By Marcus Luttrell, with Patrick Robinson
Four U.S. Navy SEALS departed one clear night in early July 2005 for the mountainous Afghanistan-Pakistan border for a reconnaissance mission. Their task was to document the activity of an al Qaeda leader rumored to have a small army in a Taliban stronghold.
Five days later, only one of those Navy SEALS made it out alive. This is the story of the only survivor of Operation Redwing, fire team leader Marcus Luttrell, and the extraordinary firefight that led to the largest loss of life in American Navy SEAL history.
His teammates fought valiantly beside him until he was the only one left alive, blasted by an RPG into a place where his pursuers could not find him. Over the next four days, terribly injured and presumed dead, Luttrell crawled for miles through the mountains and was taken in by sympathetic villagers who risked their lives to keep him safe from surrounding Taliban warriors.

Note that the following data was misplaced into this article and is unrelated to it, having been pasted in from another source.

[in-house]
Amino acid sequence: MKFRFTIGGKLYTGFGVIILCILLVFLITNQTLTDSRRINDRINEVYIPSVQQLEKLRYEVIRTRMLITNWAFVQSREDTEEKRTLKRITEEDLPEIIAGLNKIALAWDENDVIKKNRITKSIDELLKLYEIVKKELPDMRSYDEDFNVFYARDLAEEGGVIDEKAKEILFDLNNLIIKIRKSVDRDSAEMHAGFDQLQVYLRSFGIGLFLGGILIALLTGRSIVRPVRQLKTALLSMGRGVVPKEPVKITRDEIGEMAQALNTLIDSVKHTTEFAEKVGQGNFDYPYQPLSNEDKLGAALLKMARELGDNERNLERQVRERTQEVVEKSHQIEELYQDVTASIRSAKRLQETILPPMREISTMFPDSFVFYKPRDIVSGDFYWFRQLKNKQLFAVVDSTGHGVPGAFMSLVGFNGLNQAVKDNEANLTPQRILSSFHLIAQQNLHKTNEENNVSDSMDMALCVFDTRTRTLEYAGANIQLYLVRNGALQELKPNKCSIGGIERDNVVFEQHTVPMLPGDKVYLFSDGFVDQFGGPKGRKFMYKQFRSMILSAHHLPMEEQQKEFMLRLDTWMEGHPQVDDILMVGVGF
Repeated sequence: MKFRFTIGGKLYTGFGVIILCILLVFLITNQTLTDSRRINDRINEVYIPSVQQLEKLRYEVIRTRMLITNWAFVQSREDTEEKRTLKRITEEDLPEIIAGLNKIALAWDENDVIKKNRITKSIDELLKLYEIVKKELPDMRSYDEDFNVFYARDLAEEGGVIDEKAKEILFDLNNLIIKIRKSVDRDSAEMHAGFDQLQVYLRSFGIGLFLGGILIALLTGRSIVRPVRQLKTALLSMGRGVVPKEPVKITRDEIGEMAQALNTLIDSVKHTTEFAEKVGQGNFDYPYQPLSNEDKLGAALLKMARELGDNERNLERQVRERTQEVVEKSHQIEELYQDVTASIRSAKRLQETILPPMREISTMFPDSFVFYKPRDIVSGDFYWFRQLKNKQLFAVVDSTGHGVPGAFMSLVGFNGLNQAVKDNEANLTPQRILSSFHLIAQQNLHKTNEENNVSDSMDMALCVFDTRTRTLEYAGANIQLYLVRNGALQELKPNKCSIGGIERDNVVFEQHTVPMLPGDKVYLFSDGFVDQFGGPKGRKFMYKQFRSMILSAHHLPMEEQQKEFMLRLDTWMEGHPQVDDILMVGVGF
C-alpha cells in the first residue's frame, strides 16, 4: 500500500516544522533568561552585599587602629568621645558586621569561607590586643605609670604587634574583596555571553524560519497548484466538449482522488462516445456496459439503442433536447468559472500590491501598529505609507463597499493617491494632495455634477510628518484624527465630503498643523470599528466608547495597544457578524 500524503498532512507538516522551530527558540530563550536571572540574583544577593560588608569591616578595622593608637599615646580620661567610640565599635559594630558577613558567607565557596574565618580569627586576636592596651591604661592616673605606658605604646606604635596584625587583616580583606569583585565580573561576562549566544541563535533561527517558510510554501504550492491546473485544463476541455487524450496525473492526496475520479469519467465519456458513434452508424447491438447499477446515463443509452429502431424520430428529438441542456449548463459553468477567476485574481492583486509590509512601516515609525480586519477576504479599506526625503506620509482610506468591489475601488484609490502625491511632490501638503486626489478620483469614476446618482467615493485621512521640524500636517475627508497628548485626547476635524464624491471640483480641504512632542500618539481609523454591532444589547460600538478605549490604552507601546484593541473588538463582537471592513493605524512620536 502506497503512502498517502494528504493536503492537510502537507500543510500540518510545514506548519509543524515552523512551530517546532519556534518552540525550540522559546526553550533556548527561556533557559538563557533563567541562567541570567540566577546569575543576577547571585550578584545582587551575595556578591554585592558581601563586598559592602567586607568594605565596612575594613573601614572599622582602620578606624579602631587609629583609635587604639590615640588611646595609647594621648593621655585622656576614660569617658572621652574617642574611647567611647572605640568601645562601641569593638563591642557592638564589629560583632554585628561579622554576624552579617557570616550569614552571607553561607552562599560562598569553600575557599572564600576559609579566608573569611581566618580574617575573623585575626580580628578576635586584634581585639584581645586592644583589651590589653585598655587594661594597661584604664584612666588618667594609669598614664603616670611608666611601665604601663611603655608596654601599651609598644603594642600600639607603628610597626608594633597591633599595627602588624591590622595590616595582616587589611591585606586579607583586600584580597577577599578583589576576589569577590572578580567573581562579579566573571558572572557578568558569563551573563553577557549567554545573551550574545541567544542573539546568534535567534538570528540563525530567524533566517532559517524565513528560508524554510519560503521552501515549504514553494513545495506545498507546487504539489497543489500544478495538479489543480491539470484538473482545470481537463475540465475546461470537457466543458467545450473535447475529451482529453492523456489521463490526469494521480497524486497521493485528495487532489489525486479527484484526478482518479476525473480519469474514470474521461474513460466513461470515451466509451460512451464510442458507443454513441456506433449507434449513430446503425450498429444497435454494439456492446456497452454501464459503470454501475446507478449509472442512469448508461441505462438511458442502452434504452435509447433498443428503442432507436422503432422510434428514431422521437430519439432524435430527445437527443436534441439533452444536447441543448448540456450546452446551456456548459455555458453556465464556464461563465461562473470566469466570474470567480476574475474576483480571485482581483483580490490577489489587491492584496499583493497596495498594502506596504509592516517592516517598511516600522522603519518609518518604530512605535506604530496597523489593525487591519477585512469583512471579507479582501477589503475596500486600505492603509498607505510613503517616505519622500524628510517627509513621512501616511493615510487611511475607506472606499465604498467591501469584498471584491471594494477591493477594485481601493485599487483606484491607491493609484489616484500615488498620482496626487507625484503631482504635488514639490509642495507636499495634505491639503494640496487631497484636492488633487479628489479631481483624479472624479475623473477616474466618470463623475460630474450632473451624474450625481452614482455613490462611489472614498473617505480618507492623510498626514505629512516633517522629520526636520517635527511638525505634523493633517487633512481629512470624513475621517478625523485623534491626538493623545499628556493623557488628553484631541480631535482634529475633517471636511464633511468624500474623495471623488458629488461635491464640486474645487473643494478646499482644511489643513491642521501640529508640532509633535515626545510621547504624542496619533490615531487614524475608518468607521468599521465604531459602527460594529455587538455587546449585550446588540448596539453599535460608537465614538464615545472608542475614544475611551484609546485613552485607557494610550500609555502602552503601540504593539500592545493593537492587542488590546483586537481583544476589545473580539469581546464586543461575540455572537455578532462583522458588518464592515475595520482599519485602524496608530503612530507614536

A born and raised Texan, Marcus Luttrell takes us from the rigors of SEAL training, where he and his fellow SEALs discovered what it took to join the most elite of the American Special Forces, to a fight in the desolate hills of Afghanistan for which they never could have been prepared.
His account of his squadmates’ heroism and mutual support renders an experience for which two of his squadmates were posthumously awarded the Navy Cross for combat heroism that is both heartrending and life-affirming.
In this rich chronicle of courage and sacrifice, honor and patriotism, Marcus Luttrell delivers a powerful narrative of modern war. 416 pages. Softcover. 2008.
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